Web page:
Simms G3 Guide Wader ReviewMay 28, 2018
- Good Durability
- Wide range of sizes
- Made in USA
- Good use of secondary features
- Modest breathability
- Limited versatility
The Simms G3 Guide waders proved that they are, first and foremost, aptly named. They have the durability and functionality to serve anglers like guides who are on the water on a daily basis. The G3 Guide also offers one of the most precise fits we found in a wader, thanks to the huge range of sizes offered by Simms. With 25 sizes for men, and another 10 women-specific sizes, Simms overs a wider, more varied size profile than any other wader producer. But in this year when weight and packability are trending, Simms choose to focus on functionality and fit above all else. For the hard-core daily user, that’s a good thing, but for summer anglers and those who travel, the G3 Guides don’t match up to the competition. We also tested the Women’s specific version.
With a total of 35 sizes (25 men’s and 10 women’s), Simms offers the best range of fit options for anglers. We found we could get a good fit for skinny pre-teens to burly, barrel-chested guides (i.e., the guys who don’t have six-pack abs — they have beer keg bellies). The size range is impressive enough, but Simms designers also ensured that each size was well matched to the anglers wearing them. The cut through the thighs and seat tend to be just generous enough for good mobility without having to suffer from “saggy butt syndrome”. The legs taper well to prevent excess drag in fast water, and the neoprene booties are somewhat slim cut to minimize buckling and folding in wading boots.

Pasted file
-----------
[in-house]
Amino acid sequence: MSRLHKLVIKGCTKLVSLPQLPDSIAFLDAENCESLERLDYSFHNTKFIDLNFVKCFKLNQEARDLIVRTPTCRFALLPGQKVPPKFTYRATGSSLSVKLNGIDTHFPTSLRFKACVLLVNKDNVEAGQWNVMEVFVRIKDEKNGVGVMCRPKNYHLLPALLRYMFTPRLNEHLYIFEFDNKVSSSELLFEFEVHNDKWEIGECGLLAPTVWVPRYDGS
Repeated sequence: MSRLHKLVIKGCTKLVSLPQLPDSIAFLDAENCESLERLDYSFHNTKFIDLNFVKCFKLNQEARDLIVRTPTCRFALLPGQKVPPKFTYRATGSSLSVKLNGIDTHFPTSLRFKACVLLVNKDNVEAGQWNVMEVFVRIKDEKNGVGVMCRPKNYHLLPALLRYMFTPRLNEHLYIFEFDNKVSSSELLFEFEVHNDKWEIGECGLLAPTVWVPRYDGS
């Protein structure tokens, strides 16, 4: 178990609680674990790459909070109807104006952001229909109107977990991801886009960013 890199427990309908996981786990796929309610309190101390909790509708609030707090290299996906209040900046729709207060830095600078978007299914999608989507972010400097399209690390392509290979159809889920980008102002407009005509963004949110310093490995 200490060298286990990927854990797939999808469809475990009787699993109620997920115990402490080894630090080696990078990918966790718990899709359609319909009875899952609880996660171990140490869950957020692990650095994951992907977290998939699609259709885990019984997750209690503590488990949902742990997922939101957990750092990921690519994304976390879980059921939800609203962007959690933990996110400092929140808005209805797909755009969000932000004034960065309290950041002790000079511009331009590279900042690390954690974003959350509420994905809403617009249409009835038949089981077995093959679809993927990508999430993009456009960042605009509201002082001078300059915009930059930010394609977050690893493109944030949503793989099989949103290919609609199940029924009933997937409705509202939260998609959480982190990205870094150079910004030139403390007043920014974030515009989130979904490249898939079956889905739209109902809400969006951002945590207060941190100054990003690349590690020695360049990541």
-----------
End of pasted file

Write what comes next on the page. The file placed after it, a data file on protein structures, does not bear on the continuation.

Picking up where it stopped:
The Simms G3 Guide employees 3-layer Gore-Tex ProShell material in the chest area, but a heavier, more durable 4-layer ProShell below the waist. That does make the waders highly durable — especially compared to all other models in this season’s test — but that heavier fabric also noticeably reduces breathability. Testers wearing the G3s would regularly report ‘soggy socks’ faster and more frequently than when they wore other models. That soggy sock condition was a direct result of excessive sweat moisture in the legs — too much in too short a time to allow it to vaporize and ‘breathe’ out through the wader shell.
With multiple pockets, a fly-drying patch, and even anti-microbial treatment on the neoprene booties — a wonderful addition that our team vigorously tested! — the Simms G3 Guide proved to be a feature-rich wader. The guides and other on-the-water professionals on our test team proclaimed them extremely well designed for daily use. A pass-through hand-warmer pocket was praised by everyone during cold springtime usage. And the the flip-out pocket with its tippet sleeve and tough retractor pad was deemed the “most useful feature we never knew we needed.”
The anti-microbial treatment on the neoprene booties also earned high praise, especially from spouses and camp-mates who were exposed to the sweaty used waders on a regular basis. Though the Simms G3s did get sweatier than others in the test (see breathability section above), they weren’t nearly as stinky after a few weeks of hard use as those other waders were.
With a stout 4-layer construction featuring Gore-Tex ProShell through the lower two-thirds of the waders, the G3 Guide stood up to rugged use better than any of its competitors in this test. While wearing the Simms waders, our testers scrambled over sharp riprap rocks, pushed through tangles of scrub alder, devil’s club, and even blackberry briars. We crawled over boat gunnels, and under logs. In weeks of hard use, the waders showed no signs of wear or abuse. We envision years of use from these stout waders.
Every tester who wore them said the G3 Guide waders were well made and suitable for daily use by river professionals. But they also all added that they weren’t as ideally designed for wading cold streams during hot weather, and they were not really suitable for travel. But for cool to moderate weather on local rivers, it’s hard to beat them.Continue Reading
Dan Nelson- Fly Fishing Editor
Dan Nelson is GearInstitute.com's fly fishing editor. He is based in the Pacific Northwest.